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Topic: An uncomputable finite number.
Replies: 2   Last Post: Apr 5, 2012 10:16 AM

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 Ben Bacarisse Posts: 368 Registered: 7/4/07
Re: An uncomputable finite number.
Posted: Apr 5, 2012 10:00 AM

Graham Cooper <grahamcooper7@gmail.com> writes:
<snip>
> More accurately, there is no such thing as uncomputable.

No, that's less accurate. Very much less accurate, in fact.

> It's like a painter saying a shade is uncolorable.
>
> It's entirely trivial that a computer program that
> checks_a_function_whether_it_itself_halts and does the opposite could
> not co-exist with a halt function.

No idea what this means, but please don't explain. Your view of
mathematics is so bizarre that there's no chance we can exchange ideas.

<snip>
> LOOK! It's a Busy Beaver! A non-computable number sequence!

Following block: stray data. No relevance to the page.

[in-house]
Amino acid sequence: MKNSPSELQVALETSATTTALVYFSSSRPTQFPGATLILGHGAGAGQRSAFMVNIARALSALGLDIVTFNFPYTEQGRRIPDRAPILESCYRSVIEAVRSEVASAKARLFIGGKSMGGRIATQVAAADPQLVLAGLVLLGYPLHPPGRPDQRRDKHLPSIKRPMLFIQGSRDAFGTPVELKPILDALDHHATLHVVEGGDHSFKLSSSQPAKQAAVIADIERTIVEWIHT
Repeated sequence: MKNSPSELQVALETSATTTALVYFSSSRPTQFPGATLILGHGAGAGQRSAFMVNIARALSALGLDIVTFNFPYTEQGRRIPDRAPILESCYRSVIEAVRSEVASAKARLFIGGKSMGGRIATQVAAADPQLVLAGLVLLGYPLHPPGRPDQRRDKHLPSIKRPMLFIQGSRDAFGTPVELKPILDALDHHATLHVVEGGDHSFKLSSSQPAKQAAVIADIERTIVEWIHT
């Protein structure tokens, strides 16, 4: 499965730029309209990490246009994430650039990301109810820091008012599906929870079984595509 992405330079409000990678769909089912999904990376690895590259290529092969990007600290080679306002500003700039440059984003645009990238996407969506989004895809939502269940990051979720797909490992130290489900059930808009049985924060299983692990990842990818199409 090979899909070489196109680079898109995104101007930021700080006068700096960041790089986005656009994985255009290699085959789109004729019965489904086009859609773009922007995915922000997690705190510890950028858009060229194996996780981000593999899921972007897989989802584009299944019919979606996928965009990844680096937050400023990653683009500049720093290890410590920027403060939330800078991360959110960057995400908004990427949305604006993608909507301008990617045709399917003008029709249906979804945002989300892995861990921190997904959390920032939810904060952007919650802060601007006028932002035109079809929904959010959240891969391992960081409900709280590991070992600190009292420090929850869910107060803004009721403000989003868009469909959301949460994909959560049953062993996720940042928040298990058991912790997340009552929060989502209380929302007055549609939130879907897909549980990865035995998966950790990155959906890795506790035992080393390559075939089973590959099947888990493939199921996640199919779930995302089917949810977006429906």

>
> function BB(n) {
> firstTM = get1stTM#ofSize(n)
> lastTM = getlastTM#ofSize(n)
> asymptote = 0
> while(true) {
> for (tm=firstTM, tm++, tm<=lastTM) {
> retval = Run1Cycle(tm)
> if !null(retval) {
> if (find('0',retval)=0) { //unary output
> if(retval>asymptote) {
> asymptote=retval
> display(asymptote)
> }
> }
> }
> }
> }
> }

No, that does not compute BB(n). For one thing, it does not terminate
for any input.

Also, the only meaning I can give to this pseudo code runs only one
cycle of each machine (there's something like a tm++ after every call to
RunCycle(tm)). I know what you probably wanted to write, but I'll stick
to commenting on what you do write.

There's a general rule on Usenet. People who've solved many of the big
mathematics clear and, generally, sorted it all out once and for all,
never seem to have any grasp of detail. The rest of us are slaves
detail. If only we could free ourselves from getting the details
right, maybe we too could soar to your heights.

<snip>
--
Ben.

Date Subject Author
4/5/12 Ben Bacarisse
4/5/12 Graham Cooper